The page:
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"However, quite often churches have ruined a perfectly good organ in the name of "to be able to lead the service and accompany the choir more effectively"

(Quote)

 

Here is a slightly different version:

 

"However, quite often Alpha males organists have ruined a perfectly good organ in the name of "to be able to play the repertoire" (i.e., the music which is fashionable in music schools during a short period) more effectively".

 

Happy new year :lol:

 

Pierre

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"However, quite often churches have ruined a perfectly good organ in the name of "to be able to lead the service and accompany the choir more effectively"

(Quote)

 

Here is a slightly different version:

 

"However, quite often Alpha males organists have ruined a perfectly good organ in the name of "to be able to play the repertoire" (i.e., the music which is fashionable in music schools during a short period) more effectively".

 

Happy new year :lol:

 

Pierre

Ah yes, I recognise this situation as being much more common than the other. Actually I'm not sure how you could ruin a perfectly good organ so as to lead the service and accompany the choir more effectively. If it doesn't do these things in a normal parish church or cathedral setting it can't possibly be a perfectly good organ in the first place, at best a good organ but unfit for purpose.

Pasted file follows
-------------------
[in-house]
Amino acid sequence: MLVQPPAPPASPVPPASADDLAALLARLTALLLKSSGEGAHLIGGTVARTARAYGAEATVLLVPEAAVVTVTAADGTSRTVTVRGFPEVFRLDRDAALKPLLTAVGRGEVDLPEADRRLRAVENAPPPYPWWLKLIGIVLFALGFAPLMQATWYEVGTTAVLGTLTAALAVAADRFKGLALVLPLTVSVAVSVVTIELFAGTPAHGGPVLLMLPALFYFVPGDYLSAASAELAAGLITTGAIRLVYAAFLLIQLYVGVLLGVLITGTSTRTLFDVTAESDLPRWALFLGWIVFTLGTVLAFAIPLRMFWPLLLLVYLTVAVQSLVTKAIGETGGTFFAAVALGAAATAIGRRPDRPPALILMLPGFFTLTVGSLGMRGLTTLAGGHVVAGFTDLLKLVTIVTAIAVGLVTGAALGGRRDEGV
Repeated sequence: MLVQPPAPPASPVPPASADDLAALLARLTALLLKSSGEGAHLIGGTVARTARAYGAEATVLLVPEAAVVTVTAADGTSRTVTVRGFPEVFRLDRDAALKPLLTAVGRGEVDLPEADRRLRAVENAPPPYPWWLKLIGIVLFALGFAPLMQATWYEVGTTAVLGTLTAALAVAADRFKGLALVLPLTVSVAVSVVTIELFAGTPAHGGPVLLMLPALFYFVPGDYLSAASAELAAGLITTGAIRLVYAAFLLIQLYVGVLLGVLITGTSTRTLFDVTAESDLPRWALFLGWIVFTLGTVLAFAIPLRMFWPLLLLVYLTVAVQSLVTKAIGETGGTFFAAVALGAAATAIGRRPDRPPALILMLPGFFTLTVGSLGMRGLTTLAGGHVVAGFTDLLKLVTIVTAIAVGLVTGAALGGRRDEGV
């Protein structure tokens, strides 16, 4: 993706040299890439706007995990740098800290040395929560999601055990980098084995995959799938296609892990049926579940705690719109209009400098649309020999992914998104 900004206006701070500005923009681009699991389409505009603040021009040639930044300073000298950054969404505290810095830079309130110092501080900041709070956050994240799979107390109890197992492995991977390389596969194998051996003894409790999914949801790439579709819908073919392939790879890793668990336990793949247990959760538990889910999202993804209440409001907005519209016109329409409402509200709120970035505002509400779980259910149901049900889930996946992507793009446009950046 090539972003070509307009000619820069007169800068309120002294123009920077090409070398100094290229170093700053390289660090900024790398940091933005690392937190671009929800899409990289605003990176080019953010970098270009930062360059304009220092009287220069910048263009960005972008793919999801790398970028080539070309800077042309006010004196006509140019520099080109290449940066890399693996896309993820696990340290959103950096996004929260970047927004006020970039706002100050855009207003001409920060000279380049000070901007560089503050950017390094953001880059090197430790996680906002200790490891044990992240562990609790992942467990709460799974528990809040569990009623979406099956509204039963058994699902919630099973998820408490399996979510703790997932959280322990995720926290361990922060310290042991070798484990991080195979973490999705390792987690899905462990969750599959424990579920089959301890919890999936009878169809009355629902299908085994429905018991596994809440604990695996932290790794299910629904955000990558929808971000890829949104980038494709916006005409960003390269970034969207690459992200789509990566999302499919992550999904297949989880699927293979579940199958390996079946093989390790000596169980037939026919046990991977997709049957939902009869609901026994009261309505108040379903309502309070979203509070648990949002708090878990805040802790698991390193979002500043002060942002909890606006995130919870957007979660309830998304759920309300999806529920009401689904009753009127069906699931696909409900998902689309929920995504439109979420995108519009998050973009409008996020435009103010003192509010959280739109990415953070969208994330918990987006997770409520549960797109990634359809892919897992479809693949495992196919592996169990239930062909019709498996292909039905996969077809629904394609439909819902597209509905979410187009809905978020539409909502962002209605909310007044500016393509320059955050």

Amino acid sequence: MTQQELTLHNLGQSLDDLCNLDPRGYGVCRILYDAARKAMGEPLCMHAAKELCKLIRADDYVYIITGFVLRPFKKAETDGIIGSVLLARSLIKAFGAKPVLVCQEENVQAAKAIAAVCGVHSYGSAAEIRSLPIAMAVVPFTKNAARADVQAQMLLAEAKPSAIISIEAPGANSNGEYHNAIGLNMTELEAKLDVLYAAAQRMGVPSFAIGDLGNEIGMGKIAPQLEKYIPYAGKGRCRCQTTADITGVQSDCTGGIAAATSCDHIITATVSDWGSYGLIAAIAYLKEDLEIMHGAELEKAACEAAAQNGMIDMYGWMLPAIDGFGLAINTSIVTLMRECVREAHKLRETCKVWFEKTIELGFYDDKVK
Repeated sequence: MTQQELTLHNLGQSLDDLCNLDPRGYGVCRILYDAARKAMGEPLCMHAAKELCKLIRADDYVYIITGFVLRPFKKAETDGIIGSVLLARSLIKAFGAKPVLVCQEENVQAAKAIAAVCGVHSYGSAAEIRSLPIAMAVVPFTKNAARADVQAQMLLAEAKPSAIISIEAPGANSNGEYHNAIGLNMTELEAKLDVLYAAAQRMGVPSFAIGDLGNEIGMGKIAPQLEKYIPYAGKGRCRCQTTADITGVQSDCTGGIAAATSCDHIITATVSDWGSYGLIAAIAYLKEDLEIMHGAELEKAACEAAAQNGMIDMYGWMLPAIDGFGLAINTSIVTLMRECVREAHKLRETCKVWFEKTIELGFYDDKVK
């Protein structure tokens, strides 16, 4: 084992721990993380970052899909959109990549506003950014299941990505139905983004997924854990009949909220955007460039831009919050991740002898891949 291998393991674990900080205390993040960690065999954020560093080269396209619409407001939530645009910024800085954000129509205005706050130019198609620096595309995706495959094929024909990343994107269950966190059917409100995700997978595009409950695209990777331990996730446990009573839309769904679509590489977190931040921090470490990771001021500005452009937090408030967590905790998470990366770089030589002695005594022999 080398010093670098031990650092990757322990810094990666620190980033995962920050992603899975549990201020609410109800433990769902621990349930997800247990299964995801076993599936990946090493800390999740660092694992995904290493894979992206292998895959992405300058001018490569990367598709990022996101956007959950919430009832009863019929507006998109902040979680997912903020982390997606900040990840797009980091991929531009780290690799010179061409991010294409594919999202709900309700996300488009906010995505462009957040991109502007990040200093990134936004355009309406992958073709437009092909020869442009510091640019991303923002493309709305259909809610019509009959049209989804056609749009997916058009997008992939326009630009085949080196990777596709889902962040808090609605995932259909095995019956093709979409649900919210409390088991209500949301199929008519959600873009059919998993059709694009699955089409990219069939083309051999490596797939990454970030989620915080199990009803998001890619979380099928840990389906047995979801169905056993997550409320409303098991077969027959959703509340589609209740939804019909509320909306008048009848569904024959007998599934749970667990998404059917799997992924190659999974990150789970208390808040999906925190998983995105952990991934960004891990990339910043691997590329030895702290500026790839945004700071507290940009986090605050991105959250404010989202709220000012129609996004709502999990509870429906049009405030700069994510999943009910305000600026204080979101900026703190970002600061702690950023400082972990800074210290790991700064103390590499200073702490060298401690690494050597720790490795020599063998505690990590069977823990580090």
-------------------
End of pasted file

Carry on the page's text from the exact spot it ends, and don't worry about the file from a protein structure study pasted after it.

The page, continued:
A large number of decent, but rarely pefectly good, organs were ruined in 1970s and 80s by the addition of foul, unblending mixtures with the aim of "providing more upperwork". It seems more likely that the intention here was to improve the instruments' ability to play repertoire than anything to do with either congregation or choir (although that may not alway have been how it was justified to the PCC or chapter at the time).

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Ah yes, I recognise this situation as being much more common than the other. Actually I'm not sure how you could ruin a perfectly good organ so as to lead the service and accompany the choir more effectively. If it doesn't do these things in a normal parish church or cathedral setting it can't possibly be a perfectly good organ in the first place, at best a good organ but unfit for purpose.

 

A large number of decent, but rarely pefectly good, organs were ruined in 1970s and 80s by the addition of foul, unblending mixtures with the aim of "providing more upperwork". It seems more likely that the intention here was to improve the instruments' ability to play repertoire than anything to do with either congregation or choir (although that may not alway have been how it was justified to the PCC or chapter at the time).

 

There's an organ I play regularly where I just won't draw the Great Mixture, as it feels like it was made and voiced for a much bigger building, it just screams, even at the back of the nave. The rest of the organ is very pleasant.

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"However, quite often Alpha males organists have ruined a perfectly good organ in the name of "to be able to play the repertoire"